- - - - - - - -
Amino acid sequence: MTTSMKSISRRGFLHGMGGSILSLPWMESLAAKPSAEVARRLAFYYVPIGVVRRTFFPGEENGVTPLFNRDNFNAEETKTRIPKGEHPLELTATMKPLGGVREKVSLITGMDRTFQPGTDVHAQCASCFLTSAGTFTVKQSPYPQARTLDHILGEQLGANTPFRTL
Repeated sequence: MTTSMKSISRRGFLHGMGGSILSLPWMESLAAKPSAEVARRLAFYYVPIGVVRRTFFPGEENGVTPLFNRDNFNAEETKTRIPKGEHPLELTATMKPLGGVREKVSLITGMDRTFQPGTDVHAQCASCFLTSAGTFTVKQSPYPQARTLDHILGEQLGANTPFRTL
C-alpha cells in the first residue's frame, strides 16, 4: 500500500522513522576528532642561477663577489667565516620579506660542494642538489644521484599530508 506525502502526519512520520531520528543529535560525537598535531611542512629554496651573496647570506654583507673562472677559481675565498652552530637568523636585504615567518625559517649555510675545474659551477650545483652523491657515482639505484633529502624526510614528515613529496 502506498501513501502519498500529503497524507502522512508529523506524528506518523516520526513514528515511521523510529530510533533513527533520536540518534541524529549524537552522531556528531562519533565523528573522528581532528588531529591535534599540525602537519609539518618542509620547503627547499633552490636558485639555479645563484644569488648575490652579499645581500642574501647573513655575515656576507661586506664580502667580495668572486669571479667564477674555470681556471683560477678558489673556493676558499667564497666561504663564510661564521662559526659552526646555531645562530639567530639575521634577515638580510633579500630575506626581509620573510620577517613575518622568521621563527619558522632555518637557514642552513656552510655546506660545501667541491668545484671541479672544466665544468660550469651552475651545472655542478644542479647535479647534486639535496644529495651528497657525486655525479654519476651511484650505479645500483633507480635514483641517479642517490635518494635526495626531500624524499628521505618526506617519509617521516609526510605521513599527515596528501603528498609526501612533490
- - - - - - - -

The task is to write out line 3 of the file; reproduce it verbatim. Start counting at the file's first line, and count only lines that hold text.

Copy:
C-alpha cells in the first residue's frame, strides 16, 4: 500500500522513522576528532642561477663577489667565516620579506660542494642538489644521484599530508 506525502502526519512520520531520528543529535560525537598535531611542512629554496651573496647570506654583507673562472677559481675565498652552530637568523636585504615567518625559517649555510675545474659551477650545483652523491657515482639505484633529502624526510614528515613529496 502506498501513501502519498500529503497524507502522512508529523506524528506518523516520526513514528515511521523510529530510533533513527533520536540518534541524529549524537552522531556528531562519533565523528573522528581532528588531529591535534599540525602537519609539518618542509620547503627547499633552490636558485639555479645563484644569488648575490652579499645581500642574501647573513655575515656576507661586506664580502667580495668572486669571479667564477674555470681556471683560477678558489673556493676558499667564497666561504663564510661564521662559526659552526646555531645562530639567530639575521634577515638580510633579500630575506626581509620573510620577517613575518622568521621563527619558522632555518637557514642552513656552510655546506660545501667541491668545484671541479672544466665544468660550469651552475651545472655542478644542479647535479647534486639535496644529495651528497657525486655525479654519476651511484650505479645500483633507480635514483641517479642517490635518494635526495626531500624524499628521505618526506617519509617521516609526510605521513599527515596528501603528498609526501612533490